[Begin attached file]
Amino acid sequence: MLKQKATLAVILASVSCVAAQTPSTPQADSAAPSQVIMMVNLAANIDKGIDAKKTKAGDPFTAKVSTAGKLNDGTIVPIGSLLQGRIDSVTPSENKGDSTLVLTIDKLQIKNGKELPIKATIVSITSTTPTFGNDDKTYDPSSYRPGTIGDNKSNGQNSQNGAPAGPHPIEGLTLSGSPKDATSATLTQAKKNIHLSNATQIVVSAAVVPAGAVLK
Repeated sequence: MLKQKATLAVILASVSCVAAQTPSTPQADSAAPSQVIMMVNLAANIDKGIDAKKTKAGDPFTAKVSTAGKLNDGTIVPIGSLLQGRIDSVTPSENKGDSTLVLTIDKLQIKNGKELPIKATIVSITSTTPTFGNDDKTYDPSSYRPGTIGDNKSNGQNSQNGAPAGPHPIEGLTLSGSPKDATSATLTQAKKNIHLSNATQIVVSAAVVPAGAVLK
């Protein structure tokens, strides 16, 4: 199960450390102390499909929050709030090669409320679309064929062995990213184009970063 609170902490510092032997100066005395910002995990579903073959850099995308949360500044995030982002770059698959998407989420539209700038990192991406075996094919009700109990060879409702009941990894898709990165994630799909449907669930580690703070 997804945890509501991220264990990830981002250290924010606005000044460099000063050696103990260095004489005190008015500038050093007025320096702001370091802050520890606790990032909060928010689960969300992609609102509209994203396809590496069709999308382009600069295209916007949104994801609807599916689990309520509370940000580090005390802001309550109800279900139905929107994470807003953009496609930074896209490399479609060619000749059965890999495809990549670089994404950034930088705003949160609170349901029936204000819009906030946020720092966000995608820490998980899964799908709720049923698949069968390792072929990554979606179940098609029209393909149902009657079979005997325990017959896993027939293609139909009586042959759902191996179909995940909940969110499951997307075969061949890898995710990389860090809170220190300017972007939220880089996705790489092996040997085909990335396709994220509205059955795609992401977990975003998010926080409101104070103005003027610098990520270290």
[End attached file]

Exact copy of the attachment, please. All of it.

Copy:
Amino acid sequence: MLKQKATLAVILASVSCVAAQTPSTPQADSAAPSQVIMMVNLAANIDKGIDAKKTKAGDPFTAKVSTAGKLNDGTIVPIGSLLQGRIDSVTPSENKGDSTLVLTIDKLQIKNGKELPIKATIVSITSTTPTFGNDDKTYDPSSYRPGTIGDNKSNGQNSQNGAPAGPHPIEGLTLSGSPKDATSATLTQAKKNIHLSNATQIVVSAAVVPAGAVLK
Repeated sequence: MLKQKATLAVILASVSCVAAQTPSTPQADSAAPSQVIMMVNLAANIDKGIDAKKTKAGDPFTAKVSTAGKLNDGTIVPIGSLLQGRIDSVTPSENKGDSTLVLTIDKLQIKNGKELPIKATIVSITSTTPTFGNDDKTYDPSSYRPGTIGDNKSNGQNSQNGAPAGPHPIEGLTLSGSPKDATSATLTQAKKNIHLSNATQIVVSAAVVPAGAVLK
């Protein structure tokens, strides 16, 4: 199960450390102390499909929050709030090669409320679309064929062995990213184009970063 609170902490510092032997100066005395910002995990579903073959850099995308949360500044995030982002770059698959998407989420539209700038990192991406075996094919009700109990060879409702009941990894898709990165994630799909449907669930580690703070 997804945890509501991220264990990830981002250290924010606005000044460099000063050696103990260095004489005190008015500038050093007025320096702001370091802050520890606790990032909060928010689960969300992609609102509209994203396809590496069709999308382009600069295209916007949104994801609807599916689990309520509370940000580090005390802001309550109800279900139905929107994470807003953009496609930074896209490399479609060619000749059965890999495809990549670089994404950034930088705003949160609170349901029936204000819009906030946020720092966000995608820490998980899964799908709720049923698949069968390792072929990554979606179940098609029209393909149902009657079979005997325990017959896993027939293609139909009586042959759902191996179909995940909940969110499951997307075969061949890898995710990389860090809170220190300017972007939220880089996705790489092996040997085909990335396709994220509205059955795609992401977990975003998010926080409101104070103005003027610098990520270290």